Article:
Booking and paying for air tickets and hotel accommodation using cellphones is expected to be the future for Africa's aviation industry, airline information technology company Sita said on Tuesday (20 November).
However, the continent's aviation sector also faces the challenge of improving its image and safety standards after the European Commission in April banned operations of more than 100 African airlines, citing safety concerns.
The African Airlines Association (Afraa) committed itself to improving the image of the continent at its general assembly in Johannesburg, saying a positive image of the aviation industry was an important part of economic growth.
Passenger numbers are expected to grow significantly between now and 2030.
April's bans were imposed on a third of African states, including Angola, Benin and the Democratic Republic of Congo.
Afraa secretary-general Elijah Chingosho said governments were a vital cog in ensuring safety standards were adhered to by airlines throughout Africa.
"There is tremendous potential and urgent pressure on us as leaders of our organisations to facilitate, support and bring real change to our industry. We do not see why airlines that do not fly to the European Union (EU) should be on the banned list.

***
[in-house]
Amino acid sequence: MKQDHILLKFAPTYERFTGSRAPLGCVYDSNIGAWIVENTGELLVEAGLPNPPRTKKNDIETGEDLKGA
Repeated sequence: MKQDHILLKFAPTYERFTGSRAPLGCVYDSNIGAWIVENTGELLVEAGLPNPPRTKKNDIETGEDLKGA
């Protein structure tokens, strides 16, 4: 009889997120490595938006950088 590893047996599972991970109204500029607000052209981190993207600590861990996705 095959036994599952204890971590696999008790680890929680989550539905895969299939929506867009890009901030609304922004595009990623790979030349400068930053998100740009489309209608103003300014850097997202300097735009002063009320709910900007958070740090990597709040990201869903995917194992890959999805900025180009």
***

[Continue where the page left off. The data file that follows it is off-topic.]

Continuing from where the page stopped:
"We also do not see why EU carriers fly to states that are deemed unsafe," Chingosho said.
The International Air Transport Association (Iata) had undertaken to sponsor safety courses to help three airlines attain International Civil Aviation Organisation (ICAO) safety certification, Chingosho said.
Regarding mobile travel, Sita's vice-president of sales in Africa, the Middle East and Asia, Paul Murphy, said that while Africa's aviation industry was going through challenging times, there were opportunities for growth.
"The key issue is going to be co-operation between the agencies and whether police at airports, immigration and government entities allow that process to happen when everyone is used to paper travel," Murphy said. He said that Sita was well placed to facilitate collaboration between airlines, airports and aviation authorities.
"By the year 2015 it is believed that 9% of airlines will be using smartphone technologies to facilitate travel bookings.
"In Africa, this is a huge opportunity because of the (better) penetration of mobile infrastructure compared with landline infrastructure," he said.
Murphy said Sita's engagements with the aviation industry showed that it was expecting the Internet and mobile connectivity to grow.
"CIOs (chief information officers) are telling us smartphone and web service adoption will be the two dominant channels for how the customers interact with the aviation industry."
Iata vice-president Tom Windmuller said aviation's contribution to Africa's gross domestic product would increase by 5% a year over the next 20 years, which would add 66,000 jobs. "All of this development will only be sustainable if the aviation sector makes money and, unfortunately, aviation is not making a lot of it."
Iata's forecast last month estimated that collectively African airlines will make no profit this year.
Boeing Commercial Airplanes vice-president of sales Van Rex Gallard said Africa would need 900 new airliners by 2031.
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